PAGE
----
But in the rest of his speech the role assumed was, to take a simile from the nursery, exactly that of the wicked step-mother. With singular courage, but glaring want of taste, Mr. Arnold- Forster made a convivial evening the occasion for lecturing the Volunteers. Ho seems, in fact, to have conceived it to bo his duty, in his capacity as injusta norerca, to discount all the generous words of an indulgent and too gracious Monarch. To achieve victory ho declared that the Volunteers " wanted patriotism, they wanted courage, they wanted organisation [sic], they wanted physique, they wanted training, they wanted discipline, they wanted obedience to orders," and he more than hinted that in saying " wanted " he meant "lacked." Else what was his precise purpose in uttering such platitudes as that fighting men must be courageous and Volunteers -patriotic, and in going on to say that he would not now discuss the question whether the Volunteers possessed those qualities or no, unless he meant to argue that they did not ? At best only " thousands"—not, it will be observed, the whole 38,000—possessed, not all these qualities, but "many of them." The sting of the sentence surely lurked in the tail of it: "they wanted discipline, they wanted obedience to orders." Ho was not thinking, surely, of "orders," but of illegal circulars, for refusing to comply with which several Volunteers have been dismissed with ignominy from their regiments, and, despite his solemn promise to the contrary, made from his place in the House of Commons, have not yet received the redress to which they are on every ground entitled.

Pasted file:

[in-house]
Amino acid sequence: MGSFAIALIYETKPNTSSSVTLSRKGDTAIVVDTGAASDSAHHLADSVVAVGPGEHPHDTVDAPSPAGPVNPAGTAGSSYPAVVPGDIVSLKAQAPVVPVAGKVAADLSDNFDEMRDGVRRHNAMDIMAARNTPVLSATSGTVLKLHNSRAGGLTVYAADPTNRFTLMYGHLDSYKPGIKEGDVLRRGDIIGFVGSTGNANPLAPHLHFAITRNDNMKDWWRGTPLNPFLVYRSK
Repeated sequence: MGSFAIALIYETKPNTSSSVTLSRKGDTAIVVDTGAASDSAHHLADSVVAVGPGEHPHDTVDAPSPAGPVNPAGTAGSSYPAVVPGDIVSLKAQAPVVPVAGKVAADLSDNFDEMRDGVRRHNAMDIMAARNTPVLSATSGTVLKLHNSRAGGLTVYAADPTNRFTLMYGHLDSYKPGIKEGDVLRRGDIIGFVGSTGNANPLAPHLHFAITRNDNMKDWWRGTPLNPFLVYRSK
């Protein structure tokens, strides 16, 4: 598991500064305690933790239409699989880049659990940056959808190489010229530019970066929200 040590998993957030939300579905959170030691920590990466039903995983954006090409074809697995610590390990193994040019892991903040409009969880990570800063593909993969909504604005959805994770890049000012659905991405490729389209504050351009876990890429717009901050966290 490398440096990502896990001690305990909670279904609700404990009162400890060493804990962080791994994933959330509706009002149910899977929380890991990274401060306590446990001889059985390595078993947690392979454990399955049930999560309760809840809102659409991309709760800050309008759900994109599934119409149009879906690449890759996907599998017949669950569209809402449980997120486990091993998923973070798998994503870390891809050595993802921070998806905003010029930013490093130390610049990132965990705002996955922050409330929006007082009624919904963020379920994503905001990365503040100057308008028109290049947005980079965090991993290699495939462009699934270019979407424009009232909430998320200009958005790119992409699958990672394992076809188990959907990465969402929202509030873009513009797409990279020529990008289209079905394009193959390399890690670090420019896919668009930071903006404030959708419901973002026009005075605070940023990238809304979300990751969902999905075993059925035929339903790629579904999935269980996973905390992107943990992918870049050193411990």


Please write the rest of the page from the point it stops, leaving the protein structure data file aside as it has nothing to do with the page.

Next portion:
Mr. Arnold-Forster appeared to think that the"most gratifying aspect of the review was the example it gave " of what the Staff of the War Office could do," and he went on to say that " not numbers nor superiority of armaments have achieved victory in Manchuria." So, forsooth, he defended the obsolete cannon and the gospel of redundancy ! He appealed to the officers of the Volunteers to aid him ; aid him, that is, to reduce numbers, con- vert artillery into cyclists, and generally to lower the efficiency of all but 60,000 men ! Yet the Lord Provost, who followed him, declared that his aim in instigating the review was to provide such a stimulus as would lead to a doubling of numbers.
These views—the War Minister's on the one hand, those of the King, the Lord Provost, the vast majority of the nation on the other—are surely poles apart. Therefore I much fear that in spite, or perhaps because, of a too easy belief in Mr. Arnold- Forster's " conversion " others besides Sir Howard Vincent will, when Parliament meets, be unpleasantly reminded of what Sir Howard at least did not forget last Session ; namely, that, as he repeats in his letter, " the defence of the country and the welfare of the Volunteer Force are not party matters."
—I am, Sir, &c., VOLUNTEER FIELD OFFICER.
[We do not wonder at our correspondent's indignation at the ineptitude of Mr. Arnold-Forster's language, but we feel sure that it was ineptitude, not malice, that prompted his words.—ED. Spectator.]